If integrated care approaches are to be properly adapted to local contexts, a better understanding is required of key determinants of implementation and how these might be appropriately supported. Purpose: This study applied the Canadian Context and Capabilities for Integrating Care (CCIC) Framework to investigate factors influencing the implementation and outcomes of a complex integrated care change programme in Torbay and South Devon (TSD) and, more specifically, in one of five sub-localities, Coastal. Methods: A case study method using embedded ‘Researchers in Residence’ to conduct action-based participatory research and deploying mixed qualitative methods. Results: The relative importance of some domains differ between the English and Canadian studies. In this case study, physical features (structural and geographic) were found to be very pertinent to the relative success of the Coastal Locality, as were empowered clinical leadership, with readiness for change being expressed through processes and cultures that were risk-enabling, strengths-based, person-/outcome-focused. Conclusions: The CCIC Framework provided a useful tool capturing key elements of complex system change with key domains being transferable across settings, while also finding local variation in the UK. This would encourage its wider application so that further comparisons can be made of the ways in which different contextual and implementation properties impact upon delivery and outcomes.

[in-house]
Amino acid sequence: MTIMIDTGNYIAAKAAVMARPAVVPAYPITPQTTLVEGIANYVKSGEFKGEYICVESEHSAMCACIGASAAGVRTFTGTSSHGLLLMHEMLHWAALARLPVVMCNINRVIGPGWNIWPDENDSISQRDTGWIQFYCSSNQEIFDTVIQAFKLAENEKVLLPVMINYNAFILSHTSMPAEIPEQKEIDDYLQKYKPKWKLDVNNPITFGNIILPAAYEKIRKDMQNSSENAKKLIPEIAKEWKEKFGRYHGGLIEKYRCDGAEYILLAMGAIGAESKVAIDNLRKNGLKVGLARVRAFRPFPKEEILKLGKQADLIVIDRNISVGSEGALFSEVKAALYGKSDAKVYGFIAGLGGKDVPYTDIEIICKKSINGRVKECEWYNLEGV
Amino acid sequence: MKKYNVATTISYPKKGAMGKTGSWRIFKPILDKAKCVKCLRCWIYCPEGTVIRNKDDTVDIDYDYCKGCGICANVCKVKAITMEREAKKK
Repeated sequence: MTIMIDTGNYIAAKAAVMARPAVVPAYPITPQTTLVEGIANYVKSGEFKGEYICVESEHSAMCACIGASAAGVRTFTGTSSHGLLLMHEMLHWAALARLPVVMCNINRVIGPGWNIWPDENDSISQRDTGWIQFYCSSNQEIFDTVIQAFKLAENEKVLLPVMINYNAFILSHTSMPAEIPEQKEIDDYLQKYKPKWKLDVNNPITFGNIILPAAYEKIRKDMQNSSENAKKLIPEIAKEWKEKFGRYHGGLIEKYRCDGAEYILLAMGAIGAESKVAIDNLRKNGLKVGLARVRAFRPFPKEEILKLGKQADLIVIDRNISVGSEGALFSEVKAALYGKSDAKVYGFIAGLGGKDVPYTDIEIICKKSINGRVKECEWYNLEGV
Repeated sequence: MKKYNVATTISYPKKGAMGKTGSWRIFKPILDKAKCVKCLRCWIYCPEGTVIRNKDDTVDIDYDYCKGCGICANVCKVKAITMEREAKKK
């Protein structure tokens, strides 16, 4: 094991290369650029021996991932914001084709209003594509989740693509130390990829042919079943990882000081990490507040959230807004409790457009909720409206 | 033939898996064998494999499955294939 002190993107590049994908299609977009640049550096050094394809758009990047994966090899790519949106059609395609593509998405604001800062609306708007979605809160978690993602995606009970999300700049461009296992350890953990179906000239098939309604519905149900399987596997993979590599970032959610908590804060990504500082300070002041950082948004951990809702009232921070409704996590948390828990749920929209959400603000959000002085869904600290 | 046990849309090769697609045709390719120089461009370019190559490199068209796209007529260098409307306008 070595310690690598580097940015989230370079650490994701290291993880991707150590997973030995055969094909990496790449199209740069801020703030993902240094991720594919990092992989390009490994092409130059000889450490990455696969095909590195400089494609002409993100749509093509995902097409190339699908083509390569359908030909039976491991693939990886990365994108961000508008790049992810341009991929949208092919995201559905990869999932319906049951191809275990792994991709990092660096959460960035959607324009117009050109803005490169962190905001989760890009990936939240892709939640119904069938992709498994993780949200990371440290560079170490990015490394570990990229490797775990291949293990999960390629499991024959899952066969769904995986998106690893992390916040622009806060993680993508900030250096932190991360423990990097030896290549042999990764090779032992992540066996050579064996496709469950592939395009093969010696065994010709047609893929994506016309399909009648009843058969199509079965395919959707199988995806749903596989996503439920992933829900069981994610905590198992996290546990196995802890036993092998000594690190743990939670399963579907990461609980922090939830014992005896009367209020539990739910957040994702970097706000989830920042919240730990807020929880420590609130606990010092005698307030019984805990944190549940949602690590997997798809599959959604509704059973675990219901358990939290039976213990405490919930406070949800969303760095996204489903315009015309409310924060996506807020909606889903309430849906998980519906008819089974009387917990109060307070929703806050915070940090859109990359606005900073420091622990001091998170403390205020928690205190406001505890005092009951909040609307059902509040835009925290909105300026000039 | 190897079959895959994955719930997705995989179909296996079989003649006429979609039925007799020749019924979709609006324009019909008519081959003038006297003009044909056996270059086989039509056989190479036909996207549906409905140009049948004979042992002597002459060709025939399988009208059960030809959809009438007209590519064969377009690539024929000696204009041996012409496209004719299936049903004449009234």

N. Cote, A. Freeman, E. Jean and J. L. Denis.
BMC Health Serv Res 2019 Nov 21;19(1):882-019-4731-8